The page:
Austen Said:

Patterns of Diction in Jane Austen's Major Novels


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he should not go;
his wife's views on the stranger would be disappointed;
the horses were engaged.
he seemed very fortunate in his patroness. Lady Catherine de Bourgh's attention to his wishes, and consideration for his comfort, appeared very remarkable.
to read aloud to the ladies.
he acted very wisely in leaving the girls to their own trifling amusements.
to meet with folly and conceit in every other room of the house, he was used to be free from them there;
whenever Mr. Collins should be in possession of the Longbourn estate, it would be highly expedient that both he and his wife should make their appearance at St. James's.
begged leave to be positive as to the truth of his information,
it gratified him,
to discover that Charlotte Lucas, whom he had been used to think tolerably sensible, was as foolish as his wife, and more foolish than his daughter!
her whole heart was in the subject,
as to the date of the building,
of going round the whole park,
it might be beyond a walk.
he meant to be in London the very next day, and would assist Mr. Bennet in every endeavour for recovering Lydia.
his earnest endeavours in the cause,
moderation to her, as well in her hopes as her fear;
to prevail on Mr. Bennet to return to Longbourn, as soon as he could,
on his arrival, he had immediately found out his brother, and persuaded him to come to Gracechurch Street;
Mr. Bennet had been to Epsom and Clapham, before his arrival, but without gaining any satisfactory information; and
he was now determined to inquire at all the principal hotels in town, as Mr. Bennet thought it possible they might have gone to one of them, on their first coming to London, before they procured lodgings. Mr. Gardiner himself did not expect any success from this measure, but as his brother was eager in it, he meant to assist him in pursuing it.
Mr. Bennet seemed wholly disinclined at present to leave London and promised to write again very soon.
It was not known that Wickham had a single relationship with whom he kept up any connection, and it was certain that he had no near one living. His former acquaintances had been numerous; but since he had been in the militia, it did not appear that he was on terms of particular friendship with any of them. There was no one, therefore, who could be pointed out as likely to give any news of him. And in the wretched state of his own finances, there was a very powerful motive for secrecy, in addition to his fear of discovery by Lydia's relations, for it had just transpired that he had left gaming debts behind him to a very considerable amount. Colonel Forster believed that
He owed a good deal in the town, but his debts of honour were still more formidable.
they might expect to see their father at home on the following day,
Had he done his duty in that respect, Lydia need not have been indebted to her uncle for whatever of honour or credit could now be purchased for her.
The satisfaction of prevailing on one of the most worthless young men in Great Britain to be her husband might then have rested in its proper place.
He had never before supposed that, could Wickham be prevailed on to marry his daughter, it would be done with so little inconvenience to himself as by the present arrangement. He would scarcely be ten pounds a year the loser by the hundred that was to be paid them; for, what with her board and pocket allowance, and the continual presents in money which passed to her through her mother's hands, Lydia's expenses had been very little within that sum.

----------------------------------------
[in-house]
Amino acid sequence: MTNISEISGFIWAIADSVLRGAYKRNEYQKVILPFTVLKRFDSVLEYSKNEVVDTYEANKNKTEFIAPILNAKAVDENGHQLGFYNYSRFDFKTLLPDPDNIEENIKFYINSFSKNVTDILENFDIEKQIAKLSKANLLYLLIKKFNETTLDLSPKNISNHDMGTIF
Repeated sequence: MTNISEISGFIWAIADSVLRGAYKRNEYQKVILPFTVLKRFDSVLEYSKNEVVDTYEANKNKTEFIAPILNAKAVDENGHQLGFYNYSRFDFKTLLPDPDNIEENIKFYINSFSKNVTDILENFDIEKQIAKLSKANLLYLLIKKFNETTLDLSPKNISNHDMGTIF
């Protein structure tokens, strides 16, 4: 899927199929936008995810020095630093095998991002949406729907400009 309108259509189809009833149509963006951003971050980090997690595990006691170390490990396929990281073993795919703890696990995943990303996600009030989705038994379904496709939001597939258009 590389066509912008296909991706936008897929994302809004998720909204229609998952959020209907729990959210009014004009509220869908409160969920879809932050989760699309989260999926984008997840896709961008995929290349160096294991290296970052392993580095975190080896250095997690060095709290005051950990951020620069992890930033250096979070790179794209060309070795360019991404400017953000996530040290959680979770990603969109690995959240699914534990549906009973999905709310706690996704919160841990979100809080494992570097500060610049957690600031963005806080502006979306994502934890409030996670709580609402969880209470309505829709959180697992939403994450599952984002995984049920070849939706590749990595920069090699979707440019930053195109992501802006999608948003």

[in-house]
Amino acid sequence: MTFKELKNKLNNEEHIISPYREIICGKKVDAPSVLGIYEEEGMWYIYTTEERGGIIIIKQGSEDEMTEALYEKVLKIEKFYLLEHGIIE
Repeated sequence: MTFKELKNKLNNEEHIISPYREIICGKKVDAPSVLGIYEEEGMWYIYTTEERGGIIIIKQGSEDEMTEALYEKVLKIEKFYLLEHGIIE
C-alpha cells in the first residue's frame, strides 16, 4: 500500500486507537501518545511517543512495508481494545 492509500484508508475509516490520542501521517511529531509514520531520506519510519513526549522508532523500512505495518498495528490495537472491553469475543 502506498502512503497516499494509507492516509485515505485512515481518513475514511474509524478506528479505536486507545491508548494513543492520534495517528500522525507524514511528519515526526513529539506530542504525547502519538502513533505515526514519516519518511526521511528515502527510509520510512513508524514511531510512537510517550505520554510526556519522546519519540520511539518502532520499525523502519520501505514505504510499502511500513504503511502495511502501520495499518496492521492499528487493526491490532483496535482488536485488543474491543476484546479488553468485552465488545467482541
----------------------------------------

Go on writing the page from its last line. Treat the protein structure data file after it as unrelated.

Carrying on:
her husband would not advance a guinea to buy clothes for his daughter.
she should receive from him no mark of affection whatever on the occasion.
assurance of his eagerness to promote the welfare of any of his family;
entreaties that the subject might never be mentioned to him again. The principal purport of his letter was to inform them that Mr. Wickham had resolved on quitting the militia .
he was rising every hour in his esteem.
she submitted to the change without much reluctance.
the limited remnant of the earliest patents;
the blessing of beauty as inferior only to the blessing of a baronetcy;
remaining single for his dear daughters' sake.
His two other children were of very inferior value. Mary had acquired a little artificial importance, by becoming Mrs Charles Musgrove;
was nobody
ever reading her name in any other page of his favourite work.
All equality of alliance must rest with Elizabeth, for Mary had merely connected herself with an old country family of respectability and large fortune, and had therefore given all the honour and received none: Elizabeth would, one day or other, marry suitably.
himself and Elizabeth as blooming as ever, amidst the wreck of the good looks of everybody else;
how old all the rest of his family and acquaintance were growing. Anne haggard, Mary coarse, every face in the neighbourhood worsting,
the modest drawing-back of youth;
he ought to have been consulted, especially after taking the young man so publicly by the hand;
It had not been possible for him to spend less; he had done nothing but what Sir Walter Elliot was imperiously called on to do;
No; he would never disgrace his name so far. The Kellynch estate should be transmitted whole and entire, as he had received it.
begged leave to recommend an implicit reference to the excellent judgement of Lady Russell,